The whole plot is being set up, it makes it appear, our main character is being thrown into what appears to be a detective case, and after going through several hundreds of pages, with our main character snooping around, trying to help his client, it turns out that his client simply left the city, and is nowhere to be found.
24.18.149.46
topic
09:55:56 AM Jan 14th 2011
I have the feeling The Lovely Bones would qualify, but it's been too long since I read it and I haven't seen the movie, so I'd rather not add an entry. What I remember is that it's about a girl who gets horribly killed (in the book, it's a combination of rape, torture and finally painful murder) who comes back as a ghost to observe her family. Her family searches for her body and some hint as to who killed her, eventually coming to suspect their neighbor (who is, in fact, the guilty party). Her father and sister spend the majority of the book unsuccessfully trying to find proof of the man's guilt, nearly getting themselves killed, ruining their family's name, _finally_ find evidence that the man is guilty — and he skips town and is never caught. Then he falls off a cliff and dies, as an afterthought. They never find the girl's body, and eventually she stops paying any attention to them anyway. The one argument to the book's pointlessness is that everyone develops various relationships, so they at least have something to show for their efforts.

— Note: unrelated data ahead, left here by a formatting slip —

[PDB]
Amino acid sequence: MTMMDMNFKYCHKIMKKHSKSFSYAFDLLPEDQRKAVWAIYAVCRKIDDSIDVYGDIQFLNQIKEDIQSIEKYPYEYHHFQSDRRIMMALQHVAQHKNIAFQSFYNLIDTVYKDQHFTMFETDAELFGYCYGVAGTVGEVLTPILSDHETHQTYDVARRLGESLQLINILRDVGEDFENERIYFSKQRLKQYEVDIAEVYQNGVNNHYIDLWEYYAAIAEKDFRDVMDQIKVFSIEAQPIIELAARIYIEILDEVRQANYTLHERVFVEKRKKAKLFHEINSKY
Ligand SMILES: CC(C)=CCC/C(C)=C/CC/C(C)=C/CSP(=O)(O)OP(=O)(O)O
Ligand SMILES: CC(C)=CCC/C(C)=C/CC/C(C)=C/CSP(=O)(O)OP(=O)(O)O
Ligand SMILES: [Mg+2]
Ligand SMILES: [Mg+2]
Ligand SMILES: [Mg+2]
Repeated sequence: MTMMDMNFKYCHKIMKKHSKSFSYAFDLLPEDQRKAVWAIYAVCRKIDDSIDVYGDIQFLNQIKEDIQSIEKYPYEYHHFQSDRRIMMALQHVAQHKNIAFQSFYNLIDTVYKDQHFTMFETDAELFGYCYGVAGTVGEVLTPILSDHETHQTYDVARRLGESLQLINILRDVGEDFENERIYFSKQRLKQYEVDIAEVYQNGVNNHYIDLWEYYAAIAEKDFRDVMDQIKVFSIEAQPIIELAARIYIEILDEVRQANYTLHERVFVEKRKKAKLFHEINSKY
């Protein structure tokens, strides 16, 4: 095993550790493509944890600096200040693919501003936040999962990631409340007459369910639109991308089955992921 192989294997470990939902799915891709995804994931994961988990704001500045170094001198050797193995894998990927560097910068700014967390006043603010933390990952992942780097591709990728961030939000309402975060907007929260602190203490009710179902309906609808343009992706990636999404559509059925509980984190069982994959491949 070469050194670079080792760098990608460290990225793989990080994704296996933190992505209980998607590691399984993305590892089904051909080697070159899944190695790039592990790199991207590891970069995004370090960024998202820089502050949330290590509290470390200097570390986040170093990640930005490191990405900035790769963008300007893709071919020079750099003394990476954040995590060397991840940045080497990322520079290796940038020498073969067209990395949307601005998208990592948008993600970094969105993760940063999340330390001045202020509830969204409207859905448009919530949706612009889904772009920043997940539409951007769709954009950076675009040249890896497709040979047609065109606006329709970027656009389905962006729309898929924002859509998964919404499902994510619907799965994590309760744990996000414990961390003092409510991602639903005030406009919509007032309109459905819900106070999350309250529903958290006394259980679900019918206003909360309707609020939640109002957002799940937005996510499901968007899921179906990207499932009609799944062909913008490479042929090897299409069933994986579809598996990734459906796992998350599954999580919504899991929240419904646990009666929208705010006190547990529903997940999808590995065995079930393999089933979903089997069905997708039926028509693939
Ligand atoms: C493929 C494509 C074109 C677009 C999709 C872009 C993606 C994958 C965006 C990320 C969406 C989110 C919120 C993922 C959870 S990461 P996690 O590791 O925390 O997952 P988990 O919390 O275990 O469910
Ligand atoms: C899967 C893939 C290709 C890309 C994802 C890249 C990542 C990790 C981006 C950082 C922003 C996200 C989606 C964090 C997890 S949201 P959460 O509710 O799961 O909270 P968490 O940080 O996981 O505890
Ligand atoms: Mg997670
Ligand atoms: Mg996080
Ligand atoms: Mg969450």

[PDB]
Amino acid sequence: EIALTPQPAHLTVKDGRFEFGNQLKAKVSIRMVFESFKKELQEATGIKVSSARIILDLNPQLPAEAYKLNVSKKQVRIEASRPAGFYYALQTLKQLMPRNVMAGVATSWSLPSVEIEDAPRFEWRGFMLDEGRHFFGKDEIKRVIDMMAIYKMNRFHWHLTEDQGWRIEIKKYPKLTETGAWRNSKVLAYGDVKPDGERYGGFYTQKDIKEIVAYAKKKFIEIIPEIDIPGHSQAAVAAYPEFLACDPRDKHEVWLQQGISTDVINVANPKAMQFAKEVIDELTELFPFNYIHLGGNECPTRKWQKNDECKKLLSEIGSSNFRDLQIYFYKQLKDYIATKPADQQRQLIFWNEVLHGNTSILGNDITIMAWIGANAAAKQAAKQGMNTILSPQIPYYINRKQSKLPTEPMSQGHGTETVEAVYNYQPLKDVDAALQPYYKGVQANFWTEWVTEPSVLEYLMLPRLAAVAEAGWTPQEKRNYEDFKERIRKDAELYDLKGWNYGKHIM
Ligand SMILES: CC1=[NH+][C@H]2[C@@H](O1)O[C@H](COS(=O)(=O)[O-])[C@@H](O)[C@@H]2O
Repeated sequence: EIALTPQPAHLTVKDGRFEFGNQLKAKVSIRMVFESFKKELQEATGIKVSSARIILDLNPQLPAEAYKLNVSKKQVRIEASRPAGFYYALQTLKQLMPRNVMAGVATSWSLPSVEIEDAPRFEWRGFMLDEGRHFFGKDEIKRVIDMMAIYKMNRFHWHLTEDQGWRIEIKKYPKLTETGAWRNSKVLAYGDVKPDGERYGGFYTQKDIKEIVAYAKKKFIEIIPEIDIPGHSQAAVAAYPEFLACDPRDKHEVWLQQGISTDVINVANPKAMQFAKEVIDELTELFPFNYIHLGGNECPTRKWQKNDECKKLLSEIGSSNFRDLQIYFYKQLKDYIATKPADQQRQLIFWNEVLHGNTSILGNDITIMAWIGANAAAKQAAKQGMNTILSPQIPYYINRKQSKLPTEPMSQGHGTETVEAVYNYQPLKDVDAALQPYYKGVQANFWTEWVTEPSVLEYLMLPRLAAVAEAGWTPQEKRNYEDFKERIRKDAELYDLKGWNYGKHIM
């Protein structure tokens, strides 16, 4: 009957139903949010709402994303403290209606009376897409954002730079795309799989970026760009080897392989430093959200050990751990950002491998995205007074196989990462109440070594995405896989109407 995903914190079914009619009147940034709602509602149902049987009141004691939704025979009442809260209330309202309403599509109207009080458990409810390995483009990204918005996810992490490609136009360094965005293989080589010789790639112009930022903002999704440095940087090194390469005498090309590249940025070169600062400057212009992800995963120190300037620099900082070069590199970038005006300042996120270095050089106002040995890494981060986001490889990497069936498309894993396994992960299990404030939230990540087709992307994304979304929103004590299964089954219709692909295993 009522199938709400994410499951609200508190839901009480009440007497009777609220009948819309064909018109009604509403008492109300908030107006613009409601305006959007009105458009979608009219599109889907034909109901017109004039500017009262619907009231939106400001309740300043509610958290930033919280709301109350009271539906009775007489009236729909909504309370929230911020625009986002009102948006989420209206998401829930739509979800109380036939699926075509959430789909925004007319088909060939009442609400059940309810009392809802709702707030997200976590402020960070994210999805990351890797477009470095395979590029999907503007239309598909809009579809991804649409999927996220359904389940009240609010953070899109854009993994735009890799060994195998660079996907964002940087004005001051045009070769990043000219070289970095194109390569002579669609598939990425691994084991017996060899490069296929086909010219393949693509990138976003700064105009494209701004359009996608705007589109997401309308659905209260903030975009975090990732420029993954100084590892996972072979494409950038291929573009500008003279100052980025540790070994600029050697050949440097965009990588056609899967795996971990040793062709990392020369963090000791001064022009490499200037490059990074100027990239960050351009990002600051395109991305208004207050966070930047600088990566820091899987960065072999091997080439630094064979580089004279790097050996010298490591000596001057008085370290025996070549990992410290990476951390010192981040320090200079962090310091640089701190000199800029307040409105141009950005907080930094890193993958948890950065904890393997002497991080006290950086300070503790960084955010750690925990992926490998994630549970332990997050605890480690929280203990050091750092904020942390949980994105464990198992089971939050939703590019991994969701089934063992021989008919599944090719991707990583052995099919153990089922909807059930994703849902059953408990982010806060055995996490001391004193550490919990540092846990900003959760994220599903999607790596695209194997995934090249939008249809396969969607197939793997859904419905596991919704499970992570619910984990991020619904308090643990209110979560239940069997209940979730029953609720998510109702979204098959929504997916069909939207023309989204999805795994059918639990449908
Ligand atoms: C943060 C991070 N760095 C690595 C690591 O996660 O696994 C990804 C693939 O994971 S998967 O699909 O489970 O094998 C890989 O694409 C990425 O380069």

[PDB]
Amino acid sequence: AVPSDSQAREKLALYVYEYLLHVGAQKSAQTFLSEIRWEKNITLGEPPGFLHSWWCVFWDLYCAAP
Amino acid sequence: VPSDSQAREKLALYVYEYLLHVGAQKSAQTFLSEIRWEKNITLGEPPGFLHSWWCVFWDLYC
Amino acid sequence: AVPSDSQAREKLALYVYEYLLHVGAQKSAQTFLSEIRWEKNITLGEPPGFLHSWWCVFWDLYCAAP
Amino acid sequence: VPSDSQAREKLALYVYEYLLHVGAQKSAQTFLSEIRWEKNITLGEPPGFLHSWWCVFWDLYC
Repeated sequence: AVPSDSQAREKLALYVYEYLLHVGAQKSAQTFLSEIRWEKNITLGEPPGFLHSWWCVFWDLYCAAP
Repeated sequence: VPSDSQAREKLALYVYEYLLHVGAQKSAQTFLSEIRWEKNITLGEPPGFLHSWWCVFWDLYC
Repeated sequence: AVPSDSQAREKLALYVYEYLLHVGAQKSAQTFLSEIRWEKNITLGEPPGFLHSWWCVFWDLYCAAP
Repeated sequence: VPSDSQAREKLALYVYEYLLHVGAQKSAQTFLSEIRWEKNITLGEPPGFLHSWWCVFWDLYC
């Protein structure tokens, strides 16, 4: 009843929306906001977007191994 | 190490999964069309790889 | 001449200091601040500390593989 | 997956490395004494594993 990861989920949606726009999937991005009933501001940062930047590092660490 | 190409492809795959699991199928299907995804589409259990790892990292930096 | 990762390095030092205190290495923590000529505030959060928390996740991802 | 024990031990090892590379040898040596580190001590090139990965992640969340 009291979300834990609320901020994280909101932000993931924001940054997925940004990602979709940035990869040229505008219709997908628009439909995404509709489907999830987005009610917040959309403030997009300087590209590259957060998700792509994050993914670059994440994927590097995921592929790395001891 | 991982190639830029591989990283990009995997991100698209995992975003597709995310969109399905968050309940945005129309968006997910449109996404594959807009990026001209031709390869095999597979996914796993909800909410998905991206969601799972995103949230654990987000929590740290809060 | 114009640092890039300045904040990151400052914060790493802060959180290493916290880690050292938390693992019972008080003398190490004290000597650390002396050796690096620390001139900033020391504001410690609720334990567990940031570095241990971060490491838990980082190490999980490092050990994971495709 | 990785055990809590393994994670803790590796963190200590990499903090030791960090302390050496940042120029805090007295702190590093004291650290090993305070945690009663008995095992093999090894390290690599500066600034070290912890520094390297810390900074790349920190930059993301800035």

Another pair of quasi-qualifiers would be Piers Anthony's books "Mute" and the entire "Mode" series. Both of them have nearly the exact same ending: "Well, despite all our efforts, the evil emperor has established absolute dominion over all universes, but the point is moot because I can finally confess my love for my companion!"